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@ School – Diandra Jones

Diandra Jones.
Diandra Jones.

When Diandra Jones, the new arts and physical education teacher at V.I. Montessori School & International Academy, arrived on St. Thomas in August after three years teaching in Ghana, West Africa, she says she instantly felt comforted by the local custom of greeting.

After three years in Ghana, the customs of that country are much closer to her consciousness now than those of her native Chicago, which she left to teach dance and physical education at the IB American International School in Accra, while performing and teaching HIV/AIDS awareness at the Sankofa Center there.

"Some customs are very African," she says. "In Ghana, you absolutely would never walk by another human being without an acknowledgment, a 'good morning or good evening'. It is so respectful, binding. I'm so glad of that commonality."

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Jones shared some of her experience with Montessori students last month at the school's 80/20 Lunch, designed to bring home a sobering statistic: 80 percent of the worlds' population consumes 20 percent of the world's food, while 20 percent of the population consumes 80 percent of the world's food.

The students were randomly selected to be one group or the other, with 20 percent of the students dining on lavish fare at tables, while the remainder sat on the floor eating rice and beans with their fingers.

Jones told the students how, after she decided to make Ghana her home, she lived with an extended Muslim family in a compound where they shared rations -- rice, beans, ground corn, two small meals a day.

"You would never eat anything without inviting your neighbor to join you. I learned to bathe without running water, how to cook without a stove, how to eat with no silverware, how to live without electricity."

"I learned to take only from this planet what we need," she said., "which the Ghanians taught me is very little – food, water, shelter and love."

Jones expands now on what she told the students.

"In my mind," she says, "I thought I was going there to help, effect positive change, when in fact my life ended up changing forever."

These changes are at the core of what Jones expresses as she talks about coming to St. Thomas and settling into another new culture.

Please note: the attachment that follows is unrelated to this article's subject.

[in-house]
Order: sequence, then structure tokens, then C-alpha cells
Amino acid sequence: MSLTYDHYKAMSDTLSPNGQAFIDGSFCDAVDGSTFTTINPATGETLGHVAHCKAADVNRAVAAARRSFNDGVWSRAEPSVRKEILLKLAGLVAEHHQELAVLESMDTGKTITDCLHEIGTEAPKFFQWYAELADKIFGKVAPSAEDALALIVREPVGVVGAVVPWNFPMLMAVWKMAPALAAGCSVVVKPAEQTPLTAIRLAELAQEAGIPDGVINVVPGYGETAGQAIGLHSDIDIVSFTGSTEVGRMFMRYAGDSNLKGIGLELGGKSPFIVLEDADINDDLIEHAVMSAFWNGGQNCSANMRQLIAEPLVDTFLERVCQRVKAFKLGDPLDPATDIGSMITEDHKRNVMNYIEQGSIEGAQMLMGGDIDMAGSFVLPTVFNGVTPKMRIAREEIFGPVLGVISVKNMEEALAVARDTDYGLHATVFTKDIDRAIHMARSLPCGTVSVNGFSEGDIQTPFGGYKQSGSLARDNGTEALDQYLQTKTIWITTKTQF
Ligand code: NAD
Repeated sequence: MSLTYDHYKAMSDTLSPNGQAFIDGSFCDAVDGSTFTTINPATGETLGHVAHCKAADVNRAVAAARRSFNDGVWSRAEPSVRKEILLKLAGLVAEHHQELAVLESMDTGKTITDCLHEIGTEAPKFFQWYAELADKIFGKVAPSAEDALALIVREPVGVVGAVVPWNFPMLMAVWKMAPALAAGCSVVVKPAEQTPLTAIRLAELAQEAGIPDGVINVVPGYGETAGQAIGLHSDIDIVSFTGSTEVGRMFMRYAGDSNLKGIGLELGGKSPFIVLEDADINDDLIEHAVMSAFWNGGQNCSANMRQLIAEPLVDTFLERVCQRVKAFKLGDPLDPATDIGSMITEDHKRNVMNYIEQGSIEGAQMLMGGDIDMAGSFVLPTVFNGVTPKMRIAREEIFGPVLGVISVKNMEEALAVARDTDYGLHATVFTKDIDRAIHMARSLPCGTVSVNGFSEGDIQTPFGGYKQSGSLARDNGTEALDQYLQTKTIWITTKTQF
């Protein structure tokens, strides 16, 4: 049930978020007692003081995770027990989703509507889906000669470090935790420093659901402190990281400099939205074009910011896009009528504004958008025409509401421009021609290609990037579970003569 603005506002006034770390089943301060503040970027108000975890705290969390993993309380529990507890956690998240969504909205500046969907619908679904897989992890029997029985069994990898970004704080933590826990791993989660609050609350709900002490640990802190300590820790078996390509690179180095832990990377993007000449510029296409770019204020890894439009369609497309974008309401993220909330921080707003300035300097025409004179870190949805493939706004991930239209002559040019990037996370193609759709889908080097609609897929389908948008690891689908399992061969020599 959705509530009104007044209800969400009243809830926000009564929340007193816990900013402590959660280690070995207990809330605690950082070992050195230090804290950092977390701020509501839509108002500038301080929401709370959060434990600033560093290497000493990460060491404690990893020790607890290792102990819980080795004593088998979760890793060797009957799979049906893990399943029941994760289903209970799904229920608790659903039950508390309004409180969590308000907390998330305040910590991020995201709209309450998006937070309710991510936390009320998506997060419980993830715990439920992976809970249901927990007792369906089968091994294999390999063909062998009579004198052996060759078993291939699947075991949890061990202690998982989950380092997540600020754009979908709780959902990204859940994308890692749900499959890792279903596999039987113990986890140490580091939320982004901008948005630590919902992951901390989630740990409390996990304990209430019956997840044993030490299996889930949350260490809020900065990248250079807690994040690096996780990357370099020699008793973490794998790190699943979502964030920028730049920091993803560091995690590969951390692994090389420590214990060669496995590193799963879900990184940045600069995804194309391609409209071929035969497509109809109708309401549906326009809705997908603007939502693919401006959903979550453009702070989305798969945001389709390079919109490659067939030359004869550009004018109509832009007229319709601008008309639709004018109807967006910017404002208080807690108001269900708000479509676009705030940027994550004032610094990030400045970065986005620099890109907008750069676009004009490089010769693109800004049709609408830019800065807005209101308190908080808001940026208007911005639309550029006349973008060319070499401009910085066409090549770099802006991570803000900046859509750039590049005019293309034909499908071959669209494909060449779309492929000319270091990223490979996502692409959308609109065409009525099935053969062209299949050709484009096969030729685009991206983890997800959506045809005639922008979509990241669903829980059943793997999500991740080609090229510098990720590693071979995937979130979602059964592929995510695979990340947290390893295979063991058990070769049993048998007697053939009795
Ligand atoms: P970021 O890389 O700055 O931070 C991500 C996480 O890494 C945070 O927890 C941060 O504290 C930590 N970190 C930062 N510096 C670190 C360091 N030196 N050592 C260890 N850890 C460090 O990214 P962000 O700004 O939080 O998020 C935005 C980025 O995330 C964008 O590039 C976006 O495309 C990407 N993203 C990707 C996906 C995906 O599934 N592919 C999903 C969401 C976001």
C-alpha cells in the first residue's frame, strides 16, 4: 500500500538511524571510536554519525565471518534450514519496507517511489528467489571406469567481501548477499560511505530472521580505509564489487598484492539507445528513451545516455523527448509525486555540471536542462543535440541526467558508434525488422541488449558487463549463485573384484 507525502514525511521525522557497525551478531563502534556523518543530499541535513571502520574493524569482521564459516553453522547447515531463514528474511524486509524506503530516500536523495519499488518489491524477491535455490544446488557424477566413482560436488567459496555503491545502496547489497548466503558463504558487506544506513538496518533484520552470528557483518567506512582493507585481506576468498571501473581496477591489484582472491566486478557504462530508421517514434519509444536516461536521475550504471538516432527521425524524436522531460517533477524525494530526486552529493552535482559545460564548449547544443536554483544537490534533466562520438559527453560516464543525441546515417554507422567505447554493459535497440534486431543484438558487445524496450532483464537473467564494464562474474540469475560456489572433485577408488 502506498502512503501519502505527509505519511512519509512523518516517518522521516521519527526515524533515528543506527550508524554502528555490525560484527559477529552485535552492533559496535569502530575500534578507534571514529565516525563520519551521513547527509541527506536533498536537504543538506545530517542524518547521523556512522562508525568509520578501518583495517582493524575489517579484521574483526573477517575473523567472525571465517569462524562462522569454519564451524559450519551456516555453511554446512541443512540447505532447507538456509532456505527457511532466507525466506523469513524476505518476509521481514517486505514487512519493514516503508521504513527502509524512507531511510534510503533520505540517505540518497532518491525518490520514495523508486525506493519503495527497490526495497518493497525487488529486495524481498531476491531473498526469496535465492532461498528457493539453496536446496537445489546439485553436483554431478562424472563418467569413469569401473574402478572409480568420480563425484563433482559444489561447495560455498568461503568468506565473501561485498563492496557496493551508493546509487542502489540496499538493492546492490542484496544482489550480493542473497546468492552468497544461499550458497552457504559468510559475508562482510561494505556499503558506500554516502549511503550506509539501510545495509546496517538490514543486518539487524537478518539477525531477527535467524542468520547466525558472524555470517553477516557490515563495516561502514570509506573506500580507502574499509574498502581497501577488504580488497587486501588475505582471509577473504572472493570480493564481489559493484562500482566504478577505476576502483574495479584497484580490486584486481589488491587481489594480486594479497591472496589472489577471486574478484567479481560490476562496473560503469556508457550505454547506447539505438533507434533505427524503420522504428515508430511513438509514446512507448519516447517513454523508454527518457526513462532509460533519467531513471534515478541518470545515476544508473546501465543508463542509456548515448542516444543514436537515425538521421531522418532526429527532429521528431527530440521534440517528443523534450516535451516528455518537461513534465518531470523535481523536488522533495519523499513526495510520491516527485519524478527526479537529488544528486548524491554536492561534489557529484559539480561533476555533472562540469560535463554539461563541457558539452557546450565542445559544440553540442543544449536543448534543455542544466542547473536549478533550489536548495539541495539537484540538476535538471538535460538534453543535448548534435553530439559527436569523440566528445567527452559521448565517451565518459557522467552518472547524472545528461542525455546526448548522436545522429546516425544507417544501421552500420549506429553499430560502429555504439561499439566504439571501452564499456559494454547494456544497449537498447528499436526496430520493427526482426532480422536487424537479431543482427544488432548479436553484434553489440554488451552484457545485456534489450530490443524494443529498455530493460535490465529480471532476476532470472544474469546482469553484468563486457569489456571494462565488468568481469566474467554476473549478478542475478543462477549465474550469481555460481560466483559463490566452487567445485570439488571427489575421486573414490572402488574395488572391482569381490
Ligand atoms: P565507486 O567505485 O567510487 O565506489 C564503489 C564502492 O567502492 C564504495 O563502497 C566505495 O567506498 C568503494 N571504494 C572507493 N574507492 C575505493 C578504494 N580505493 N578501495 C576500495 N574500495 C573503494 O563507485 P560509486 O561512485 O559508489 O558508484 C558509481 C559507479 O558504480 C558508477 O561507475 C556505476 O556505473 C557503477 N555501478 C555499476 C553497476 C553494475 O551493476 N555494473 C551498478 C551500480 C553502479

She left Ghana reluctantly, but says, "I decided it was time to leave for a while. I was invited to go back to the States, but I wasn't ready for the culture shock. I was actually hoping to stay in Africa, but I looked on the Internet and found the international jobs listing and the Montessori position in St. Thomas. I've always wanted to learn more about the Caribbean, the African influence."

Jones learned a few lessons when she first arrived on the island. "I'd been told living on St. Thomas was a little 'rustic,' there were power outages. When you've been living without power or running water...." her voice trails off. "Rustic? I have my own apartment, silverware, a laptop, an office."

And the food.

"I actually lost my taste for American food," she says. "I'm so happy to find casava, yams., plantains, hot spices. There's a Dominican food stand near where I live. I got a plate of food there, and began eating with my hands when someone who looked African told me, 'no, we use silverware.'" She laughs, "It feels like home here."

She is enthusiastic about her new job.

"A global consciousness is a central component in teaching at Montessori," she says. "I am so impressed with the students. They love learning. There's lots of room for creativity and freedom. I combine drama, dance and visual arts curriculum, teaching them interdisplinary study, all the arts in relation to one another."

Her students – from grades seven through 10 – are studying how art is used to address social, political, environmental issues.

"We learn how dance and drama are effectively used to communicate."

As an example, Jones told them about her step-dancing in Africa.

"I've been an Irish Step dancer since I was four. In Africa, we'd go to different villages to talk about AIDS prevention. To get the villagers to come out to listen, I'd start doing a step dance, with the Africans drumming along. People would come to see the 'freak show.' They didn't know what to make of it,. but they stayed to listen to us talk about the disease."

For just 31 years old, the slender, comely young woman has accumulated a wealth of experience. She is a world-ranked competitive Irish Step dancer. She received her bachelor's degree in English education and her masters in interdisciplinary arts. In 2003, she founded the first dance program at the Bill and Melinda Gates school, Chicago International Charter School, where she taught dance, physical education, drama, and English for five years.

For all that, Jones' heart is in the present. She tells her students: "Keep in mind not only today, but every day for the rest of your lives, how fortunate we are, and how we are capable of changing the world. You couldn't possibly sit down to a heaping bowl of food, while a small child sits next to you, hungry. Without thinking, you would do the right thing."

Related link:‑news/2010/11/23/montessori‑students‑have‑lunch‑remember



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